If you promise to hold your breath I promise to think about your straw man for a very long time. Though I do give you credit for using something other than shouting fire in a crowded theatre.

    In the mean time, a question:

    Does McCain/Fiengold prohibit certain types of political speech, by certain actors, under certain circumstances?

  45. Dismissively labeling valid points doesn’t make them go away. (see “attack on free speech;” “straw man”). If it is a straw man, please explain why. Someone should have told you this before though, just because you can’t articulate an answer doesn’t mean something is a straw man.

    Since I seem to be the only one providing analysis hear, I will answer your question. There is no speech limited by McCain/Feingold.

    1) Candidates are free to say what ever they want in their ads. Candidates are free to run as many ads as they want. Candidates are free to spend as much as they want running ads.

    2) A member of the public is allowed to say whatever they want in support of a candidate. A member of the public is allowed to make his support for a candidate known by donating money to the candidate’s campaign.

    The only thing that McCain/Feingold limits is the amount of money that an individual can give to the candidate **for the candidate to state the candidate’s position.** Whose speech is limited there?

    The individual? The individual has made his position known by donating any money at all. He does not make more of a statement or a different statement by donating more money. His speech has not been limited.

    The candidate? The candidate can still say and spend whatever he wants. What limits his speech to say that he can’t accept more than a certain amount of money from one person? This argument would grant him the right to accept unlimited sums of money if that money might potentially be used to make a speech. I don’t see the First Amendment as being that broad. Maybe you do, but it is far from being a cut-and-dry position.

    (I’ll note, to the extent that groups are coordinating with the campaign, it is really the candidate that is speaking. The candidate has the ability to control the message. Limits on groups that coordinate, therefore, are really only limits on the candidate and a functionally equivalent analysis applies as to why it doesn’t violate free speech to limit the amount that the candidate can accept from any one source.)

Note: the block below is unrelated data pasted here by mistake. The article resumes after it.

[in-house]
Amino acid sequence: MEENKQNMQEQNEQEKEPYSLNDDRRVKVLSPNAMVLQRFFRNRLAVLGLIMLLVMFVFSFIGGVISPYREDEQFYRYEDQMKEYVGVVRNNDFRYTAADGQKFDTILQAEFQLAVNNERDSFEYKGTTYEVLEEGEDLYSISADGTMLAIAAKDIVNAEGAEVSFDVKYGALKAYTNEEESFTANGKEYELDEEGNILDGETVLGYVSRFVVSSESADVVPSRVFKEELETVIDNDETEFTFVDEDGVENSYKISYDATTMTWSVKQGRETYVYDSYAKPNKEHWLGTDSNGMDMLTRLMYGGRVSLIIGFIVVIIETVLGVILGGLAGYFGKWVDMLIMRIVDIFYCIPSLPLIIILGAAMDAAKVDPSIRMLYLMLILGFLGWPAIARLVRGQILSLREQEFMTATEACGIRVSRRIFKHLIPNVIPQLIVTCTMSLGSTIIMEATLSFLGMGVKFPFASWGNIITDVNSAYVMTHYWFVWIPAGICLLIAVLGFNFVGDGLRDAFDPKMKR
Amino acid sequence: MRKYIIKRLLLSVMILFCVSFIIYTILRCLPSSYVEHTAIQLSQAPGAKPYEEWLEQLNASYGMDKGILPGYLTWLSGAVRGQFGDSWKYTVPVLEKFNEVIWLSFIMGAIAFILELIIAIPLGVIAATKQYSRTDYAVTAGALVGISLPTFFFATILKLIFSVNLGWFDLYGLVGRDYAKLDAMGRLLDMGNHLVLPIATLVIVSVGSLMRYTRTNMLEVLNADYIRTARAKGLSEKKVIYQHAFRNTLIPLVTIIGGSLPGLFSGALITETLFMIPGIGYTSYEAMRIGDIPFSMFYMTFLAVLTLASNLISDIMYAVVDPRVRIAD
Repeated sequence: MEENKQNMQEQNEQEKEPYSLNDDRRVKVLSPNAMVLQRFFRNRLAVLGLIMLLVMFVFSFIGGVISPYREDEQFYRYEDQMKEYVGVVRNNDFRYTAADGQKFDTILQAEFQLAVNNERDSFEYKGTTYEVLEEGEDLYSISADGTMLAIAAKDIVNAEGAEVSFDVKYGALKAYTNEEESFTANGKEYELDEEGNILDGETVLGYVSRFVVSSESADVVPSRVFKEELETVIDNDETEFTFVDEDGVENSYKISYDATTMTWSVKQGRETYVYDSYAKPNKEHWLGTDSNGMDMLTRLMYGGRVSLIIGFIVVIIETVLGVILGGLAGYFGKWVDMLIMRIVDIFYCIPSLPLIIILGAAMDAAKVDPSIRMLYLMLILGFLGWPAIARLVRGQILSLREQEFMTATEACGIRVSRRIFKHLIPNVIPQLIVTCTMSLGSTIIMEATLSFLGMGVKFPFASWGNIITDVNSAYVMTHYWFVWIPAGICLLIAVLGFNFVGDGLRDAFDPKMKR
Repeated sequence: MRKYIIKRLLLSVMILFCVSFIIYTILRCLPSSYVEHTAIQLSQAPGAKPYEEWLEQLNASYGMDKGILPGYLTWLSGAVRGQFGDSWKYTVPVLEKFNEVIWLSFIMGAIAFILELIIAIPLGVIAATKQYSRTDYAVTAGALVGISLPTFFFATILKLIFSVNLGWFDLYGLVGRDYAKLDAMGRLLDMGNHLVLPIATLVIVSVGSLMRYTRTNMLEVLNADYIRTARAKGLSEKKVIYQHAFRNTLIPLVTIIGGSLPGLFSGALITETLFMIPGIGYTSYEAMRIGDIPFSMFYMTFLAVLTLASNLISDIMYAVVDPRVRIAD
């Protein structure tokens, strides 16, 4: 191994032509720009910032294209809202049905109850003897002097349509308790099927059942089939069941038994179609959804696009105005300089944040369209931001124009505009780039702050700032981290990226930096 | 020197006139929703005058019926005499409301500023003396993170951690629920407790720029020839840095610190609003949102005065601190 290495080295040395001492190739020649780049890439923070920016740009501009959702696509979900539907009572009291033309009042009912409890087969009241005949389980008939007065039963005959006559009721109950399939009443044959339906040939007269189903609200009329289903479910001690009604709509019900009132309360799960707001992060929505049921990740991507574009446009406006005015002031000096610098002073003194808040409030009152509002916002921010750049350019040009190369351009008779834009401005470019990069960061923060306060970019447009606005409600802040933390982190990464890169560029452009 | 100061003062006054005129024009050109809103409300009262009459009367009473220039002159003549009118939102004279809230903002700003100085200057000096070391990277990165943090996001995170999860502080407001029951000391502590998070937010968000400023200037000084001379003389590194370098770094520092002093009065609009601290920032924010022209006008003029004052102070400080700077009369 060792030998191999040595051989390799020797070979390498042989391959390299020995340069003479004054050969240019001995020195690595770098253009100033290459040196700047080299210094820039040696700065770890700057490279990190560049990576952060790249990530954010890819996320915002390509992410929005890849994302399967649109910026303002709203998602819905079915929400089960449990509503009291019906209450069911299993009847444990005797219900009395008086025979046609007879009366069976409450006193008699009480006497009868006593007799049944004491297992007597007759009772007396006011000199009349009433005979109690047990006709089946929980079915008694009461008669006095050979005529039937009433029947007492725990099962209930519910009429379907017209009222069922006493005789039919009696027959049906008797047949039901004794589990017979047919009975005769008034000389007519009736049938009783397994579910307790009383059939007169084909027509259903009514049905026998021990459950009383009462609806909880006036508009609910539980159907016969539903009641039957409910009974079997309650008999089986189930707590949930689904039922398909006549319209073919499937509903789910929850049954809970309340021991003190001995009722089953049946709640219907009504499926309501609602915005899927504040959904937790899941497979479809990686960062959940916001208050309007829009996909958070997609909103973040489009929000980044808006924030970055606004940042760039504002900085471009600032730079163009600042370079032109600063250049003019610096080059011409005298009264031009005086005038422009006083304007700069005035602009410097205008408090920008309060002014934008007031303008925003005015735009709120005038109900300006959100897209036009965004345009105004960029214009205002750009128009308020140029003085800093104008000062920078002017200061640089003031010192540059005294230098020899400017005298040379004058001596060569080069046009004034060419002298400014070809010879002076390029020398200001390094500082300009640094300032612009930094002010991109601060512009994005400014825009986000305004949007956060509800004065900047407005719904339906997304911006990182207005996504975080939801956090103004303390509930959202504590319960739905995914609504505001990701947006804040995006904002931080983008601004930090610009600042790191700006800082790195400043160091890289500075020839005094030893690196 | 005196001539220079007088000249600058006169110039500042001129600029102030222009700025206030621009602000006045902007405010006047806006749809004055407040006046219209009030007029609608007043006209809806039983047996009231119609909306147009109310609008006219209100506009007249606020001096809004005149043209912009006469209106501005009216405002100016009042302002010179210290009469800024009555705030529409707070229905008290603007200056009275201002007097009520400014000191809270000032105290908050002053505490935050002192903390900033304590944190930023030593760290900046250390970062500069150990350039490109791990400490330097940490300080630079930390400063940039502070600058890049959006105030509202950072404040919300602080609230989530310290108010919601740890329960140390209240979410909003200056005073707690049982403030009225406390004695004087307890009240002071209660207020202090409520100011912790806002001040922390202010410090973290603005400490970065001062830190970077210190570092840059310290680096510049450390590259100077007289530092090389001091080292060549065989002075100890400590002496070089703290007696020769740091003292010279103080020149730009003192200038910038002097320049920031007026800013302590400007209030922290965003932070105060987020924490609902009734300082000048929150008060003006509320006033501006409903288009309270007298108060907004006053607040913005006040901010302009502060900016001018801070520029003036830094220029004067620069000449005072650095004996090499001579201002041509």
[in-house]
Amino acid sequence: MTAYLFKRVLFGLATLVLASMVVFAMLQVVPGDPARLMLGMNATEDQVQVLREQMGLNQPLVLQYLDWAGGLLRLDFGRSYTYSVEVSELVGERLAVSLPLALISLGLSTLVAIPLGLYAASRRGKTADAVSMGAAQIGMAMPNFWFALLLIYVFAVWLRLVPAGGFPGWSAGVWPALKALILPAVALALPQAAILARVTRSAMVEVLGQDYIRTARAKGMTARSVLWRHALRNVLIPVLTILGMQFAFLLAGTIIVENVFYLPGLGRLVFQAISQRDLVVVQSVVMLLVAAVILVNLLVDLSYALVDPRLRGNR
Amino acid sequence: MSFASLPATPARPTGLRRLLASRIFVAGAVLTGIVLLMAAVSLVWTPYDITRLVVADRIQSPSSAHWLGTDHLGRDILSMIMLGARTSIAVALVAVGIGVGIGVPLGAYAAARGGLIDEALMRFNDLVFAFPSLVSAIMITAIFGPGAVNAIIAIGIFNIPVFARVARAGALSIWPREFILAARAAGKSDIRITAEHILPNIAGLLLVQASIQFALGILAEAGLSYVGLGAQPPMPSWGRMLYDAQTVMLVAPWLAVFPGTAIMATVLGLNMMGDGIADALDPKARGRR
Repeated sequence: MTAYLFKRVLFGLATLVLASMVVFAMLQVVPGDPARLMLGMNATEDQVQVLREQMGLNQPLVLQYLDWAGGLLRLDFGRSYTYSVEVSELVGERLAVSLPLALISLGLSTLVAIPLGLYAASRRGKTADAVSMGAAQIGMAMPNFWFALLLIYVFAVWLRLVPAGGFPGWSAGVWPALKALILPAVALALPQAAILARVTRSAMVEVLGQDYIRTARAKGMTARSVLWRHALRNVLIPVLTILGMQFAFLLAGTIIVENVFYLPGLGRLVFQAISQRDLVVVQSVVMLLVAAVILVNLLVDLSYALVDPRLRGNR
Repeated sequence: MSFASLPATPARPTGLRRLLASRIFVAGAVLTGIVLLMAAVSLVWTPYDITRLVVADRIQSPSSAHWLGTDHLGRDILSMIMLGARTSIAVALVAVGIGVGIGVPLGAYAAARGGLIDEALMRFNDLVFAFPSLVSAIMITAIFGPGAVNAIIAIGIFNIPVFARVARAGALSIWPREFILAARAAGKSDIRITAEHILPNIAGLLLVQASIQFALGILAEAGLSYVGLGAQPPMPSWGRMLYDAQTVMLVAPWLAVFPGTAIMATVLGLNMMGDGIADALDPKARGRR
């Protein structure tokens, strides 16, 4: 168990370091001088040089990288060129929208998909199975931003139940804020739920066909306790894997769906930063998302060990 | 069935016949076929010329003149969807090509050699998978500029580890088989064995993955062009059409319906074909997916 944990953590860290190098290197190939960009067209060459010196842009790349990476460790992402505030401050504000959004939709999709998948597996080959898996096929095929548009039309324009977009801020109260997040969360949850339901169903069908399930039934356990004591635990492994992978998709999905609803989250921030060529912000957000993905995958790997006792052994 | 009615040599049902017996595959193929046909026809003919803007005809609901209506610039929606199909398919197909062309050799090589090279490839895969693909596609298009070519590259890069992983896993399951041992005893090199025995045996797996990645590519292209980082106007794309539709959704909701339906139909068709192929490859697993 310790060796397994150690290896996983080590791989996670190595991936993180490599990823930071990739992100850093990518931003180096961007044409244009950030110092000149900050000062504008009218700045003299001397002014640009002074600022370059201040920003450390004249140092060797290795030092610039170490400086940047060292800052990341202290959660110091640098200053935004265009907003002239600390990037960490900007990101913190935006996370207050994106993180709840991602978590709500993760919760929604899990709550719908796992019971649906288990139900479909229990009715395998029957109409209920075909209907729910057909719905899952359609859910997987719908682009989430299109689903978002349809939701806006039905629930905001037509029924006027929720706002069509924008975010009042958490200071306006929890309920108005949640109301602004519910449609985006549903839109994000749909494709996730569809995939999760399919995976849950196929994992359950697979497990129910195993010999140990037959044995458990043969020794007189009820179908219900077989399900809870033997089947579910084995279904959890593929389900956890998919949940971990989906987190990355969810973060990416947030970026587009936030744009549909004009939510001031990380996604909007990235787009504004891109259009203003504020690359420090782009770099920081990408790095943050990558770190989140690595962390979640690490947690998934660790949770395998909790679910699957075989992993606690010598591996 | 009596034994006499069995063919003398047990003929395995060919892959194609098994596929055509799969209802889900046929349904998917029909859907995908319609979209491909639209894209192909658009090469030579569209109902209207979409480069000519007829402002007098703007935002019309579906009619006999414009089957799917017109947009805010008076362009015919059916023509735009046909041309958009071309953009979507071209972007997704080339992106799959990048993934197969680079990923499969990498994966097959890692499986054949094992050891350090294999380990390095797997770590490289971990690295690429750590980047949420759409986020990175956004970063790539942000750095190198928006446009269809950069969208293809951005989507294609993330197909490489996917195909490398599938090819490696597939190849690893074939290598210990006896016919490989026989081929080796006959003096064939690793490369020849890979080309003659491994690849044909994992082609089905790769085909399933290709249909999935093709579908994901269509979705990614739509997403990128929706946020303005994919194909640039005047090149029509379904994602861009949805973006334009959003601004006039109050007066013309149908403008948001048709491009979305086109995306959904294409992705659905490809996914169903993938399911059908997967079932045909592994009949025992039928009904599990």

Finally, the point that you anti-CFRers keep forgetting/ignoring/are unaware of is that anyone can still give as much as they want to an organization that does not coordinate with the campaign and that organization can spend as much as it wants on ads that say anything they want (including mentioning candidates by name), anytime it wants (including less than 60 days before the election). Therefore please focus you lack of response on how it limits free speech solely to limit the size of contributions directly to the candidate.

    Finally — I agree that the fire in the movie theater is a horible analogy. (and would actually agree that the case where the supreme court made that analogy is probably wrongly decided). Its a limitation on the content of the speech. Others are allowed to talk in the theater and you presumably could even yell fire legally if there really was a fire. The point is, I am very much a free speech actovist and support free speech causes in a number of ways. We just have a disagreement as to what constiutes “speech.” Even accepting you definition of speech though, the law does place some restrictions on the time, place and manner. Do you accept these restrictions?